David A. Ross was appointed Director in 1991, succeeding Acting Director Jennifer Russell. At the Whitney, Ross curated an important retrospective exhibition of Bill Viola in 1998. Subsequently in 1998, Ross departed the Whitney Museum and joined the San Francisco Museum of Modern Art as Director.
51.25 cubic ft. (12 Hollinger Boxes,37 record cartons)
The original records of four former directors of the Whitney Museum of American Art: Lloyd Goodrich (1958–1968), John I.H. Baur (1968–1974), Thomas N. Armstrong III (1974–1990), and David A. Ross (1991–1998). Records include correspondence, memoranda, meeting minutes, notes, drafts of speeches and writings, itineraries, and research materials pertaining to artists, institutional events, and exhibitions. The materials document the individual tenures of each director as well as multiple aspects of Museum and its programs.
Series I: Lloyd Goodrich
Series II: John I.H. Baur
Series III: Thomas N. Armstrong III
Series IV: David A. Ross
The Whitney Museum of American Art Director’s Files are arranged into four series organized by name of Director in chronological order. Within each series they are arranged according to their original order. Each folder was organized by the Office of the Director according to individual director’s personal arrangement schema. The files were accessioned with a complete folder list, and in summer and fall 2013 the folders were re-foldered, re-boxed and organized slightly to correct any small alphabetization errors. In cases where the materials were removed from large files or binders, multiple folders were created with the same title and each contains an indicator (e.g. 1 of 2) showing the order of the materials within the binder.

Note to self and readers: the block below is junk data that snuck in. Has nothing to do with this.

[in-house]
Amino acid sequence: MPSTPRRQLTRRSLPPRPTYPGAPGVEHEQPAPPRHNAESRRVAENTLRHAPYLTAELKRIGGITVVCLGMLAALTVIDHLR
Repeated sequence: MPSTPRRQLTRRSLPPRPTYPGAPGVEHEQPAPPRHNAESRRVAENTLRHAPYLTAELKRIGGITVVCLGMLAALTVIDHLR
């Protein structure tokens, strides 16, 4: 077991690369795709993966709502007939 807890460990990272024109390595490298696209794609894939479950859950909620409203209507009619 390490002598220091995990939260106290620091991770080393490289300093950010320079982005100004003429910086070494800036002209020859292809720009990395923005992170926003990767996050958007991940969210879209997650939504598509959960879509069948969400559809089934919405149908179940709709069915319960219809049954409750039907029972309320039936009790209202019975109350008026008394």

- Art museums--United States--New York Subject Source: Loc
- Art patronage Subject Source: Loc
- Art patrons--United States--Correspondence Subject Source: Loc
- Art, American--20th century Subject Source: Loc
- Art, American--20th century--Correspondence Subject Source: Loc
- Art, American--20th century--Exhibitions Subject Source: Loc
- Art, American--20th century--Sales Subject Source: Loc
- Art, Modern--19th century Subject Source: Loc
- Drawing, American--20th century Subject Source: Loc
- Drawing, American--20th century--Exhibitions Subject Source: Loc
- Etching, American--20th century--Exhibitions Subject Source: Loc
- Museums (buildings) Subject Source: Loc
- New York (N.Y.) Subject Source: Loc
- Painting, American Subject Source: Loc
- Painting, American--20th century--Exhibitions Subject Source: Loc
- Painting, American--Exhibitions Subject Source: Loc
- Alison Lotto, Kristen Leipert, Rachel Wysoki
- Language of description
- Script of description
- Code for undetermined script
- Language of description note
- Finding Aid Written in English.